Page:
Conspiracy theorists, you are right if you think Selig hates Hamels.

And now this year, Selig sends Davis and an experienced umpiring crew out, and they set up illegal ground rules, and use the first chance they get, to award a two run instant replay home run—an existential, instantiated home run—an abstraction if you will, because nothing ever left the park or ever went over the fence in flight—for the sole purpose of screwing up Cole Hamels’ game in game 3, the pivotal game of the 2009 world series.

I need not point out how furious Hamels must have been with all this BS; for the second year in a row, he’s been messed with, not by the opposing lineup, but by lawyers and umpires and the commissioners’ office. They just won’t let him do his job.

I understand why he might have hung a few curves the next inning to Swisher and Damon.

What I don’t understand is why the Phillies don’t aggressively move

1) for Bud Selig’s immediate ouster as Commissioner of Baseball; and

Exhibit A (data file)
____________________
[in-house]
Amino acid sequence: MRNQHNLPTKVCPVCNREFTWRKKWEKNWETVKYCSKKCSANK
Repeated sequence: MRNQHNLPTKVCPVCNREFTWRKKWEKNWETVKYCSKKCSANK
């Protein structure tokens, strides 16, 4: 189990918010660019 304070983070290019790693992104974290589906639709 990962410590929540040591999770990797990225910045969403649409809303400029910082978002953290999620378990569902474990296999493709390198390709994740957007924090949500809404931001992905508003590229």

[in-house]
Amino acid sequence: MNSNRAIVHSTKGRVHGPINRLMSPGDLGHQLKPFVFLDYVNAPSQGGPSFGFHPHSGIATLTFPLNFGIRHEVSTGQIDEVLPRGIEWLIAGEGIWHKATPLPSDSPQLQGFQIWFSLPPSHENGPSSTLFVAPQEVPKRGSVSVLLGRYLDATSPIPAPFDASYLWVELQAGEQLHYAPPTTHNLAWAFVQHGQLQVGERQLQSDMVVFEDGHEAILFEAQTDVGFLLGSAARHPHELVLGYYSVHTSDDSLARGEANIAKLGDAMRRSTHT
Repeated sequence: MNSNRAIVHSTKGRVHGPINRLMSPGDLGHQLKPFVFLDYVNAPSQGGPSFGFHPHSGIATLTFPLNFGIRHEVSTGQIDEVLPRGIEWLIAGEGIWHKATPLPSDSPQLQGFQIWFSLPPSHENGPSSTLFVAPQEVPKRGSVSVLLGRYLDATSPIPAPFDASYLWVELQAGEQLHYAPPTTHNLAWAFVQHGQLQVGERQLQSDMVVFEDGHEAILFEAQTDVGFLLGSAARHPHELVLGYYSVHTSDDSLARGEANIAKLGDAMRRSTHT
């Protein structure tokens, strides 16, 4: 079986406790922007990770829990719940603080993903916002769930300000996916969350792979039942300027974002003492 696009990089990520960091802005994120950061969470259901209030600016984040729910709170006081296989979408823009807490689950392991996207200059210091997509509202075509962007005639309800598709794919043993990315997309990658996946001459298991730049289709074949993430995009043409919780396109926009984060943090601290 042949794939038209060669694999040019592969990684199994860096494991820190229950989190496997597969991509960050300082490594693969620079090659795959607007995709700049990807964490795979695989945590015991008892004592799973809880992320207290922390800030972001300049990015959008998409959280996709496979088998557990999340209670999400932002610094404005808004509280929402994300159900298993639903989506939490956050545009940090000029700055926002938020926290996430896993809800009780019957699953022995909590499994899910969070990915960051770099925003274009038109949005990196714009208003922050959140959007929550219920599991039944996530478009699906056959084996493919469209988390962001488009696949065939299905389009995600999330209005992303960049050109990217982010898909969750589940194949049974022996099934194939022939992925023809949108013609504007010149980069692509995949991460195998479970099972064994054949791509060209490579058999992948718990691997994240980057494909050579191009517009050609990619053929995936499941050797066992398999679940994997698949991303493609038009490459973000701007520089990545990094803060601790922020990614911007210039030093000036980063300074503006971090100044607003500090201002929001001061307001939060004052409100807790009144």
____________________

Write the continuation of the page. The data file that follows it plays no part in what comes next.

2) an immediate amendment of the baseball instant replay rule requiring that the review of plays always be done in a neutral city by an impartial panel of three arbitrators, not lawyers, with one chosen by each team and the third chosen by the other two.
3) And the umpiring crew and ground rules be reviewed two weeks in advance of the World Series by the front office of each team, and by the teams attorneys, to be sure there are no conflicts with the Rules of Baseball.

Even my 80 year old mother in law, who just had eye surgery, who watched the game last night, and used to be a Brooklyn Dodger fan from Brooklyn, saw the play last night and she knew that the A-Rod hit wasn’t a home run.

“it didn’t go out of the park” she said. “how could it be a home run?”